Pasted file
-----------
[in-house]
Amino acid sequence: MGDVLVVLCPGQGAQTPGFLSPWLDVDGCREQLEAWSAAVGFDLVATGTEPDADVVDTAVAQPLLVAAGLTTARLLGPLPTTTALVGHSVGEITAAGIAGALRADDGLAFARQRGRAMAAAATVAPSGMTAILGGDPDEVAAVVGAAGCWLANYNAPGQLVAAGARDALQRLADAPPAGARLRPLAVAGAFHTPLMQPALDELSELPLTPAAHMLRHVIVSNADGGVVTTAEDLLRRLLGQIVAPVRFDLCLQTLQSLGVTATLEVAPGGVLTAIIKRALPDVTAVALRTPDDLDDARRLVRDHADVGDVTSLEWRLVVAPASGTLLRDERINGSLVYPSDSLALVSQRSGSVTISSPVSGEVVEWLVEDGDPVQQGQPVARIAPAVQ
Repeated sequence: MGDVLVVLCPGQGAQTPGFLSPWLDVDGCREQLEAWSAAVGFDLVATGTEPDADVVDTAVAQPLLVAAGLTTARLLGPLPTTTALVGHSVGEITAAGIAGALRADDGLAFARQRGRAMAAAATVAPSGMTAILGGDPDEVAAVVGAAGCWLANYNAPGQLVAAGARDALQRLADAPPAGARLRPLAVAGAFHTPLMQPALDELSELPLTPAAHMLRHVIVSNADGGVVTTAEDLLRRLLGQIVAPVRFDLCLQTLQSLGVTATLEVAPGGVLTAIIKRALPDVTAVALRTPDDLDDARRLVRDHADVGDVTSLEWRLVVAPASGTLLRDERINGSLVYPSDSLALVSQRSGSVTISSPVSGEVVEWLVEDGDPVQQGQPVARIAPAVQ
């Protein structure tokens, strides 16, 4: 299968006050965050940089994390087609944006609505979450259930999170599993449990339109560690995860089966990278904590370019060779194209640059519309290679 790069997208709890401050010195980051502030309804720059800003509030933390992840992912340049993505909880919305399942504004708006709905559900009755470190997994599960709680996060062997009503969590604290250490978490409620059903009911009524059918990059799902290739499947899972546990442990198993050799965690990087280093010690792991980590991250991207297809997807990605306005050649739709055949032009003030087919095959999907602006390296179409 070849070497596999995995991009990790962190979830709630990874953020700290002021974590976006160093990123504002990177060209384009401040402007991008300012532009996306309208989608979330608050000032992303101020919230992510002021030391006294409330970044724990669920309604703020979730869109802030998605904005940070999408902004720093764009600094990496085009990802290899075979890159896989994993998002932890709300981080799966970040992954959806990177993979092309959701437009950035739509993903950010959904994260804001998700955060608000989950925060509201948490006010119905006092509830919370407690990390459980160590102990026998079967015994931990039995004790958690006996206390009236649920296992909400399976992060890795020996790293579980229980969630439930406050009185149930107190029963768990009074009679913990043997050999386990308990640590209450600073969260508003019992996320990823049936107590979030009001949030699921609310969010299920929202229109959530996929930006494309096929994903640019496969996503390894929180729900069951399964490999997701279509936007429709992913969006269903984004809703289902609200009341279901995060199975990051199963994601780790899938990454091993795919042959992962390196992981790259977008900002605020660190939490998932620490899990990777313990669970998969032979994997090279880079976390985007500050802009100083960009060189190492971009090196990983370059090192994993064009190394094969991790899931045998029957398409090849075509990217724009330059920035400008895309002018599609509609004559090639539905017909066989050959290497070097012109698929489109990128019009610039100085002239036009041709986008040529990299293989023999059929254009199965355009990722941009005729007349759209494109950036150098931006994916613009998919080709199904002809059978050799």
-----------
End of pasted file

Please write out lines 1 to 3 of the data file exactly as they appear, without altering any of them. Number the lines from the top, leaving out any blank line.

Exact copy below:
[in-house]
Amino acid sequence: MGDVLVVLCPGQGAQTPGFLSPWLDVDGCREQLEAWSAAVGFDLVATGTEPDADVVDTAVAQPLLVAAGLTTARLLGPLPTTTALVGHSVGEITAAGIAGALRADDGLAFARQRGRAMAAAATVAPSGMTAILGGDPDEVAAVVGAAGCWLANYNAPGQLVAAGARDALQRLADAPPAGARLRPLAVAGAFHTPLMQPALDELSELPLTPAAHMLRHVIVSNADGGVVTTAEDLLRRLLGQIVAPVRFDLCLQTLQSLGVTATLEVAPGGVLTAIIKRALPDVTAVALRTPDDLDDARRLVRDHADVGDVTSLEWRLVVAPASGTLLRDERINGSLVYPSDSLALVSQRSGSVTISSPVSGEVVEWLVEDGDPVQQGQPVARIAPAVQ
Repeated sequence: MGDVLVVLCPGQGAQTPGFLSPWLDVDGCREQLEAWSAAVGFDLVATGTEPDADVVDTAVAQPLLVAAGLTTARLLGPLPTTTALVGHSVGEITAAGIAGALRADDGLAFARQRGRAMAAAATVAPSGMTAILGGDPDEVAAVVGAAGCWLANYNAPGQLVAAGARDALQRLADAPPAGARLRPLAVAGAFHTPLMQPALDELSELPLTPAAHMLRHVIVSNADGGVVTTAEDLLRRLLGQIVAPVRFDLCLQTLQSLGVTATLEVAPGGVLTAIIKRALPDVTAVALRTPDDLDDARRLVRDHADVGDVTSLEWRLVVAPASGTLLRDERINGSLVYPSDSLALVSQRSGSVTISSPVSGEVVEWLVEDGDPVQQGQPVARIAPAVQ